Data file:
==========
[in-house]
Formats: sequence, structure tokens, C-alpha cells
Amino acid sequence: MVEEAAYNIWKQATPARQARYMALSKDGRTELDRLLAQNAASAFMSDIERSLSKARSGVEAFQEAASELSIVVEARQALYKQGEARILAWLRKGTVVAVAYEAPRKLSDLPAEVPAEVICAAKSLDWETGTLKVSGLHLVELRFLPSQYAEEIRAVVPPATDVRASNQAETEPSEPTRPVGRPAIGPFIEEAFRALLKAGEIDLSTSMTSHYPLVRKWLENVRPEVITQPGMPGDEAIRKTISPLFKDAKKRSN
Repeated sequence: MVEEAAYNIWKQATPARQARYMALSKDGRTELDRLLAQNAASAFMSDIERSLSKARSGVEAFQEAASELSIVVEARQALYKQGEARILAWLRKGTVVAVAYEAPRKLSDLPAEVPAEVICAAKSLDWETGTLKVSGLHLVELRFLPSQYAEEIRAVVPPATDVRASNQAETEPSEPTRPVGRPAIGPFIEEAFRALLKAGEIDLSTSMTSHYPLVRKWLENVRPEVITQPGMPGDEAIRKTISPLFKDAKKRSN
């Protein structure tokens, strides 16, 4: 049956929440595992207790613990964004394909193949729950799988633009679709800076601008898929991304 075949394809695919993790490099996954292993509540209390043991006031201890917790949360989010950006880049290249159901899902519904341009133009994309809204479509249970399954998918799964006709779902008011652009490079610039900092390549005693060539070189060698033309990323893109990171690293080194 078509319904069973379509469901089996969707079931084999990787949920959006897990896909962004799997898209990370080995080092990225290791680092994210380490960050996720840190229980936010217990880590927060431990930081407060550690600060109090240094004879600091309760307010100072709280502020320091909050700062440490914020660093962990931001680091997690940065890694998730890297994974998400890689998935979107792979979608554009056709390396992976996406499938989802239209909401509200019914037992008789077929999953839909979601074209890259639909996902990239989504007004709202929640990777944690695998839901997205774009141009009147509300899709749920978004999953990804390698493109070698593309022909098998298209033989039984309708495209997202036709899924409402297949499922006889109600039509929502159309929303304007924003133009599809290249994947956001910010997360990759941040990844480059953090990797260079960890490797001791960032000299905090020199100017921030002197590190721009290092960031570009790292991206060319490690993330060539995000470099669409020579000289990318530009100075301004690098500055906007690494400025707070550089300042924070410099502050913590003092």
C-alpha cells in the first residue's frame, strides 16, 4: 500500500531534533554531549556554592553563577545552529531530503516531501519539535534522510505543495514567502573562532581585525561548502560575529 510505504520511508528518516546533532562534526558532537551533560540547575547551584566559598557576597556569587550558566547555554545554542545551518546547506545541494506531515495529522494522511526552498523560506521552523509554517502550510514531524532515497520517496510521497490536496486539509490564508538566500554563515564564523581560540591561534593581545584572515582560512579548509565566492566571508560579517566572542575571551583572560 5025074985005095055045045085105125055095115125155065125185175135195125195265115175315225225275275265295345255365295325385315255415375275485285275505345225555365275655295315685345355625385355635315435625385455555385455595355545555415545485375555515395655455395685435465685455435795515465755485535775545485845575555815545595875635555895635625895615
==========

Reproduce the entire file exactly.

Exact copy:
[in-house]
Formats: sequence, structure tokens, C-alpha cells
Amino acid sequence: MVEEAAYNIWKQATPARQARYMALSKDGRTELDRLLAQNAASAFMSDIERSLSKARSGVEAFQEAASELSIVVEARQALYKQGEARILAWLRKGTVVAVAYEAPRKLSDLPAEVPAEVICAAKSLDWETGTLKVSGLHLVELRFLPSQYAEEIRAVVPPATDVRASNQAETEPSEPTRPVGRPAIGPFIEEAFRALLKAGEIDLSTSMTSHYPLVRKWLENVRPEVITQPGMPGDEAIRKTISPLFKDAKKRSN
Repeated sequence: MVEEAAYNIWKQATPARQARYMALSKDGRTELDRLLAQNAASAFMSDIERSLSKARSGVEAFQEAASELSIVVEARQALYKQGEARILAWLRKGTVVAVAYEAPRKLSDLPAEVPAEVICAAKSLDWETGTLKVSGLHLVELRFLPSQYAEEIRAVVPPATDVRASNQAETEPSEPTRPVGRPAIGPFIEEAFRALLKAGEIDLSTSMTSHYPLVRKWLENVRPEVITQPGMPGDEAIRKTISPLFKDAKKRSN
């Protein structure tokens, strides 16, 4: 049956929440595992207790613990964004394909193949729950799988633009679709800076601008898929991304 075949394809695919993790490099996954292993509540209390043991006031201890917790949360989010950006880049290249159901899902519904341009133009994309809204479509249970399954998918799964006709779902008011652009490079610039900092390549005693060539070189060698033309990323893109990171690293080194 078509319904069973379509469901089996969707079931084999990787949920959006897990896909962004799997898209990370080995080092990225290791680092994210380490960050996720840190229980936010217990880590927060431990930081407060550690600060109090240094004879600091309760307010100072709280502020320091909050700062440490914020660093962990931001680091997690940065890694998730890297994974998400890689998935979107792979979608554009056709390396992976996406499938989802239209909401509200019914037992008789077929999953839909979601074209890259639909996902990239989504007004709202929640990777944690695998839901997205774009141009009147509300899709749920978004999953990804390698493109070698593309022909098998298209033989039984309708495209997202036709899924409402297949499922006889109600039509929502159309929303304007924003133009599809290249994947956001910010997360990759941040990844480059953090990797260079960890490797001791960032000299905090020199100017921030002197590190721009290092960031570009790292991206060319490690993330060539995000470099669409020579000289990318530009100075301004690098500055906007690494400025707070550089300042924070410099502050913590003092």
C-alpha cells in the first residue's frame, strides 16, 4: 500500500531534533554531549556554592553563577545552529531530503516531501519539535534522510505543495514567502573562532581585525561548502560575529 510505504520511508528518516546533532562534526558532537551533560540547575547551584566559598557576597556569587550558566547555554545554542545551518546547506545541494506531515495529522494522511526552498523560506521552523509554517502550510514531524532515497520517496510521497490536496486539509490564508538566500554563515564564523581560540591561534593581545584572515582560512579548509565566492566571508560579517566572542575571551583572560 5025074985005095055045045085105125055095115125155065125185175135195125195265115175315225225275275265295345255365295325385315255415375275485285275505345225555365275655295315685345355625385355635315435625385455555385455595355545555415545485375555515395655455395685435465685455435795515465755485535775545485845575555815545595875635555895635625895615